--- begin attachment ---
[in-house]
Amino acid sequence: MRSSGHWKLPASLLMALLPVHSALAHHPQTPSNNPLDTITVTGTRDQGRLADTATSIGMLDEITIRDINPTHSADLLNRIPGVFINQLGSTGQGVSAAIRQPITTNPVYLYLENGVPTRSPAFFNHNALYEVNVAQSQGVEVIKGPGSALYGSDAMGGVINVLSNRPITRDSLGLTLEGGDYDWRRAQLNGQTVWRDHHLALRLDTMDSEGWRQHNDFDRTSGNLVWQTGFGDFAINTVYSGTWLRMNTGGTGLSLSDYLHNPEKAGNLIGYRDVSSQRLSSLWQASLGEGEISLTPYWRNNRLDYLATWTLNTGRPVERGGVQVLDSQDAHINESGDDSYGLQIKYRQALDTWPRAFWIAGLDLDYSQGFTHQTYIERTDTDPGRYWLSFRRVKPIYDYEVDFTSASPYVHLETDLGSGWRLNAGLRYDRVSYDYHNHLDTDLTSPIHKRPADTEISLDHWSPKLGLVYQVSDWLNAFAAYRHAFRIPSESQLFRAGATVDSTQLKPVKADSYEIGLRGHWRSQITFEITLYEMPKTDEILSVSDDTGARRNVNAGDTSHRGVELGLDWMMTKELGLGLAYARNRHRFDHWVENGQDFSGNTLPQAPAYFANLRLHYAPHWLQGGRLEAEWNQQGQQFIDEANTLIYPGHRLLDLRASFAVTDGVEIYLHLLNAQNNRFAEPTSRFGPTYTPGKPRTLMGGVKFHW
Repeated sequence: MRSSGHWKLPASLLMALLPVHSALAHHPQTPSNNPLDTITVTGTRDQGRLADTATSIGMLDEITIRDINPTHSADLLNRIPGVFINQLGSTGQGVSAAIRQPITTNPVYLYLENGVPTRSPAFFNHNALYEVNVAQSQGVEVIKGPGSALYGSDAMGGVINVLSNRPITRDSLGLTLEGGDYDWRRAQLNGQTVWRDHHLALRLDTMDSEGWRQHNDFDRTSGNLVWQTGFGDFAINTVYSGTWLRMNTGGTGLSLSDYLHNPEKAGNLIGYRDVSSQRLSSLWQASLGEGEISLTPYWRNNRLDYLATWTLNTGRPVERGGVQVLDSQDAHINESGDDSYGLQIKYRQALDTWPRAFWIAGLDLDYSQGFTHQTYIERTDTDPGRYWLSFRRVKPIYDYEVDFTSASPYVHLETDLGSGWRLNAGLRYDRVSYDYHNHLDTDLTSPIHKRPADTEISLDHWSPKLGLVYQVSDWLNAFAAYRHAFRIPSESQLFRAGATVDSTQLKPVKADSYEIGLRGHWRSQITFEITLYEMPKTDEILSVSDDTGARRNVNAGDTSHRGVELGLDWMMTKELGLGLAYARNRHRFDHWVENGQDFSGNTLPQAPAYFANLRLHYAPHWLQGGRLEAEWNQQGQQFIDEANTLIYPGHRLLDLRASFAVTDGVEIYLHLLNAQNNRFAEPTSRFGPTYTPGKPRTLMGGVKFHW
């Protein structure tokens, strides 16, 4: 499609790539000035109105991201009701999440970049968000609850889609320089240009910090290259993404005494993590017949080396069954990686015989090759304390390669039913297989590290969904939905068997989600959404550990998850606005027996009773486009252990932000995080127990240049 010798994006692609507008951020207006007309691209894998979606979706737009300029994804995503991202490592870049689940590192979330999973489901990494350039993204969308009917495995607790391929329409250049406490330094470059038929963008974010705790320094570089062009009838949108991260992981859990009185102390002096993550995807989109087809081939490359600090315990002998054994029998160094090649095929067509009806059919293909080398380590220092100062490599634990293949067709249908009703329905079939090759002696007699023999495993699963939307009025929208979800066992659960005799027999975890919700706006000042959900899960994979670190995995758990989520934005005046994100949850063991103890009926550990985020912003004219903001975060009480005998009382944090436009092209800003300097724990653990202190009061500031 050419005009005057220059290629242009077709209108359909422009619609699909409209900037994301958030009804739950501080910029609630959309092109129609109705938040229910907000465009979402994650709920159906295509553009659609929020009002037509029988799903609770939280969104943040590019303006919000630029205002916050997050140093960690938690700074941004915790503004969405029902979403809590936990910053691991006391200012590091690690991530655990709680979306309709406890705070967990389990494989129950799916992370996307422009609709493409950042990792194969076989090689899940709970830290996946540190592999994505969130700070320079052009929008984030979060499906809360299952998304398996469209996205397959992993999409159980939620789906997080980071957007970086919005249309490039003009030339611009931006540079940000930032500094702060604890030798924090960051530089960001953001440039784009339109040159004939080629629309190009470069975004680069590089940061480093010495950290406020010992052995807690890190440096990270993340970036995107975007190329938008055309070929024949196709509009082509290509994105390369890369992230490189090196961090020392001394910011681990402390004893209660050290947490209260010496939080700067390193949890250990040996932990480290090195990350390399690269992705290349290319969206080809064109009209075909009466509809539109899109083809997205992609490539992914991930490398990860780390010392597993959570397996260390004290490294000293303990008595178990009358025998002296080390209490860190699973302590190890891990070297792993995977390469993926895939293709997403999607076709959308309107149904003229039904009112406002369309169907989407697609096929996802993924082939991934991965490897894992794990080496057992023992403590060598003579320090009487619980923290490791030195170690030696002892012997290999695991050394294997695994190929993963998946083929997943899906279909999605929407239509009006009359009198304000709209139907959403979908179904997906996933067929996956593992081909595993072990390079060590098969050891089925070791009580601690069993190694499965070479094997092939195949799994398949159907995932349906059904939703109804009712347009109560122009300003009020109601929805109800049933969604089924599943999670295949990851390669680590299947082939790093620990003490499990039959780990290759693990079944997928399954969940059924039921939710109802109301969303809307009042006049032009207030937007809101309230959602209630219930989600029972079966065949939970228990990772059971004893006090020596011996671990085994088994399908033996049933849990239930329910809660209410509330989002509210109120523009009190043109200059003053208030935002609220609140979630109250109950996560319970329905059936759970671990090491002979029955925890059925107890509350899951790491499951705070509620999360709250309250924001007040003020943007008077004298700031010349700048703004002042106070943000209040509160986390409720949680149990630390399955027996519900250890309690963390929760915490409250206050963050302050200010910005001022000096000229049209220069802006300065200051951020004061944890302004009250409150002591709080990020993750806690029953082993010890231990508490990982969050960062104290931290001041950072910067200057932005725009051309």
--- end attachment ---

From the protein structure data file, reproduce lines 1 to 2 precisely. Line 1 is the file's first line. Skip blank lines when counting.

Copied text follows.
[in-house]
Amino acid sequence: MRSSGHWKLPASLLMALLPVHSALAHHPQTPSNNPLDTITVTGTRDQGRLADTATSIGMLDEITIRDINPTHSADLLNRIPGVFINQLGSTGQGVSAAIRQPITTNPVYLYLENGVPTRSPAFFNHNALYEVNVAQSQGVEVIKGPGSALYGSDAMGGVINVLSNRPITRDSLGLTLEGGDYDWRRAQLNGQTVWRDHHLALRLDTMDSEGWRQHNDFDRTSGNLVWQTGFGDFAINTVYSGTWLRMNTGGTGLSLSDYLHNPEKAGNLIGYRDVSSQRLSSLWQASLGEGEISLTPYWRNNRLDYLATWTLNTGRPVERGGVQVLDSQDAHINESGDDSYGLQIKYRQALDTWPRAFWIAGLDLDYSQGFTHQTYIERTDTDPGRYWLSFRRVKPIYDYEVDFTSASPYVHLETDLGSGWRLNAGLRYDRVSYDYHNHLDTDLTSPIHKRPADTEISLDHWSPKLGLVYQVSDWLNAFAAYRHAFRIPSESQLFRAGATVDSTQLKPVKADSYEIGLRGHWRSQITFEITLYEMPKTDEILSVSDDTGARRNVNAGDTSHRGVELGLDWMMTKELGLGLAYARNRHRFDHWVENGQDFSGNTLPQAPAYFANLRLHYAPHWLQGGRLEAEWNQQGQQFIDEANTLIYPGHRLLDLRASFAVTDGVEIYLHLLNAQNNRFAEPTSRFGPTYTPGKPRTLMGGVKFHW